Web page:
Updated: Aug 23, 2019
Another basic topic in Arabic grammar is about plurals, or "al-jam'" الجمع. We have discussed in a previous post, in detail, about "the dual" or "al-muthanna" المثنى. In Arabic language, dual is used for referring to any two things or people (2), while plural form is used for three or more (3+).
Just as in dual, the typical rule implies that you can change a noun from singular to plural form, simply by adding a suffix at the end. For the masculine words, you add ـون or ـين ("Uon" or "Een"), while for the feminine, you simply add ـات ("aat"), removing the "Taa marbouta" ة. This is called "sound masculine plurals" جمع مذكّر سالم ("jam' mozakkar saalim") and "sound feminine plurals" جمع مؤنّث سالم ("jam' mo'annath saalim"). However, there is a third category of words that does not follow these typical two, and thus is called "broken plurals" جمع تكسير ("jam' takseer"). The best suggested way to know these broken plurals, is simply by memory.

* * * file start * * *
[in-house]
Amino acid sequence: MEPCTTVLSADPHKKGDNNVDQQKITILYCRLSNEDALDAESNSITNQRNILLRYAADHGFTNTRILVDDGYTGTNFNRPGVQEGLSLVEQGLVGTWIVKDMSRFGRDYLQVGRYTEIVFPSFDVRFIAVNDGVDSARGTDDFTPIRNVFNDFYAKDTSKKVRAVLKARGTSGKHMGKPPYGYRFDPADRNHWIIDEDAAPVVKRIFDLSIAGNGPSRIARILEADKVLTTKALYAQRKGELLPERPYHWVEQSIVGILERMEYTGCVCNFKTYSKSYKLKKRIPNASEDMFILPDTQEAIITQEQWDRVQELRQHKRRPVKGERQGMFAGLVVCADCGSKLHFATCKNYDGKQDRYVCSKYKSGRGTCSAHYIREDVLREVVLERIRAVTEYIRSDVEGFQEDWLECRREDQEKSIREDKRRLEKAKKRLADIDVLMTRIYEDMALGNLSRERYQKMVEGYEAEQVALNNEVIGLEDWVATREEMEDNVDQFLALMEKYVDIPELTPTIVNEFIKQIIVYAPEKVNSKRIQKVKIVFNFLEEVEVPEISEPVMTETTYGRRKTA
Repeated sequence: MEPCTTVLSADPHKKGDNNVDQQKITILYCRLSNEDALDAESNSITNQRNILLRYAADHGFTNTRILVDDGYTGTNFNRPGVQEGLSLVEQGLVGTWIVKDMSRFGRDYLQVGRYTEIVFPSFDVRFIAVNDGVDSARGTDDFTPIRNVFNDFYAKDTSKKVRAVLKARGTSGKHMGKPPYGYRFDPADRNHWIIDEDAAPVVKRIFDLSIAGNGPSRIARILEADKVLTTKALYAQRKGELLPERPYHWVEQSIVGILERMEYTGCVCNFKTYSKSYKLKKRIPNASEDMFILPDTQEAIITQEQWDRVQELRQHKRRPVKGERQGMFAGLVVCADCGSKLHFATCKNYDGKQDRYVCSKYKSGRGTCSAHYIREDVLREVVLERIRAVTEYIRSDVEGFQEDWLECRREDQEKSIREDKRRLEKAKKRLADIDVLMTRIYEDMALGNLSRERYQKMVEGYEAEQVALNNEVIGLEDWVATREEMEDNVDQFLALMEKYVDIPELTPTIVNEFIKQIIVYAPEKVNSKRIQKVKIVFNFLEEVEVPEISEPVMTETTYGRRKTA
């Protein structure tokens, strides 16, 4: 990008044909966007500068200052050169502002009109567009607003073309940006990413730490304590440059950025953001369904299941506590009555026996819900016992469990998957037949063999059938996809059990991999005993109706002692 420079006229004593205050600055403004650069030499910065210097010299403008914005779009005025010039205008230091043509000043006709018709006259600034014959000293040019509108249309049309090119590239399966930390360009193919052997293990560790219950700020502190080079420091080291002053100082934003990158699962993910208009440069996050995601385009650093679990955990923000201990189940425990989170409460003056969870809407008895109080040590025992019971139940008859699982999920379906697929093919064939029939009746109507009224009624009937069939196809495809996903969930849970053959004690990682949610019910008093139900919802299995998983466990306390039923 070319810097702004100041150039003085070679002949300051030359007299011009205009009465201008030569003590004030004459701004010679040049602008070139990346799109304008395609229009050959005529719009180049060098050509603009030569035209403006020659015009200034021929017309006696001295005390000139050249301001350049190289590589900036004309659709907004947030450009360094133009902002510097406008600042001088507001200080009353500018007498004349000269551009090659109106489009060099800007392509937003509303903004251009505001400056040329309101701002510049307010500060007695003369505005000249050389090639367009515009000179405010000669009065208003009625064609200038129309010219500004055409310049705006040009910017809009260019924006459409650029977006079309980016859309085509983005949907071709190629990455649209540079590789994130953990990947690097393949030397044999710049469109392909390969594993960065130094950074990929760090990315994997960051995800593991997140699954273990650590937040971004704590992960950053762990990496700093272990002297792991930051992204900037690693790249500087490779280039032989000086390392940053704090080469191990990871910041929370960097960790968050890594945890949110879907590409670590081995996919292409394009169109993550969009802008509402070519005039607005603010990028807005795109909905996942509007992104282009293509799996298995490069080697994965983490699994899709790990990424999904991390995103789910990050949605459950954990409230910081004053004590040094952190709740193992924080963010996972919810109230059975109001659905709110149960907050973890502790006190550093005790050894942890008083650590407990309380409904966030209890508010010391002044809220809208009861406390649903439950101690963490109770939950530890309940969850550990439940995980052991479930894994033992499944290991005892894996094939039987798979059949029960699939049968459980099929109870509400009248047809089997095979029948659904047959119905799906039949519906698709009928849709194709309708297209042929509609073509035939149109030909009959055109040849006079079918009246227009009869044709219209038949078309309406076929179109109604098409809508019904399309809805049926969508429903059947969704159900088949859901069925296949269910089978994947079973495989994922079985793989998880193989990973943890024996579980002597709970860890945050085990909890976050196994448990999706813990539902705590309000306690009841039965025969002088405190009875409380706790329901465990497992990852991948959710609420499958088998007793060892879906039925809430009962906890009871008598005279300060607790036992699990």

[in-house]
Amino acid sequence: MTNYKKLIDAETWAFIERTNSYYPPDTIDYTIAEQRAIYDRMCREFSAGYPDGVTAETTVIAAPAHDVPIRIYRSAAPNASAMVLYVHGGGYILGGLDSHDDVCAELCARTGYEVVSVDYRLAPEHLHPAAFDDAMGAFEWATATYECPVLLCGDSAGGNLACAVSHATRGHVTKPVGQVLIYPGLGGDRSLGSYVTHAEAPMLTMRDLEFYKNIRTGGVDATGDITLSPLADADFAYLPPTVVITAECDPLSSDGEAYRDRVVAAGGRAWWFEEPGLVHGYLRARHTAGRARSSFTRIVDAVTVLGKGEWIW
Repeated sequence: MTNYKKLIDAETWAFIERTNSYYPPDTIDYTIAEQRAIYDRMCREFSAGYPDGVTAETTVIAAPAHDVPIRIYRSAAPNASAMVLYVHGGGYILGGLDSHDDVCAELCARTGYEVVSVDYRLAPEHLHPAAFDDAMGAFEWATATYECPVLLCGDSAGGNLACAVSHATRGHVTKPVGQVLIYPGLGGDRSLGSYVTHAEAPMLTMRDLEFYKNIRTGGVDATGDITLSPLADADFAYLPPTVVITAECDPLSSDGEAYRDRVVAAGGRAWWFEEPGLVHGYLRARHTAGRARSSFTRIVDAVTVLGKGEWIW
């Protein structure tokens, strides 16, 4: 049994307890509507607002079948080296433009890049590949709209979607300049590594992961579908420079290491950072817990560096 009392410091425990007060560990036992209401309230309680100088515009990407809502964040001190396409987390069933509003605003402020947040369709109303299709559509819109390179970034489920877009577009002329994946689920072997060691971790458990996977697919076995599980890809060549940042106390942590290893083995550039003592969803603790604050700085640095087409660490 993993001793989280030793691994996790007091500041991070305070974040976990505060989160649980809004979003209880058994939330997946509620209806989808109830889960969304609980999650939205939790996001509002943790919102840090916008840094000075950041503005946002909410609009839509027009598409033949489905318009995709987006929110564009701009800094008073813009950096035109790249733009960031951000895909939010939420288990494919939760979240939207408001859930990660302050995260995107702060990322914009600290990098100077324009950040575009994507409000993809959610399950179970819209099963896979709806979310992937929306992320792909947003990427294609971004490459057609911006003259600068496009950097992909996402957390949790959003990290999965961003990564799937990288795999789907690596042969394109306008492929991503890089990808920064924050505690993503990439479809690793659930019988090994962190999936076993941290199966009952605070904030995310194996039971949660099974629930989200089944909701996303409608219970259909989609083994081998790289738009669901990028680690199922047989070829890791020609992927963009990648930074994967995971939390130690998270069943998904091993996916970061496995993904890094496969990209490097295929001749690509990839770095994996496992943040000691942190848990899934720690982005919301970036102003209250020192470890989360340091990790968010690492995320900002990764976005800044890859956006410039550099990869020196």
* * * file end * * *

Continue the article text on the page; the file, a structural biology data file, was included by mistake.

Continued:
Let's look at the following example for the word "teacher" is Arabic:
معلّم (mo’allim) + ـون = معلّمون (mo’allimoon)
(masculine, nominative case)
معلّم (mo’allim) + ـين = معلّمين (mo’allimeen)
(masculine, accusative and genetive cases)
معلّمة (mo’allima) + ـات = معلّمات (mo’allimaat)
تلميذ (tilmeez) = تلاميذ (talaameez)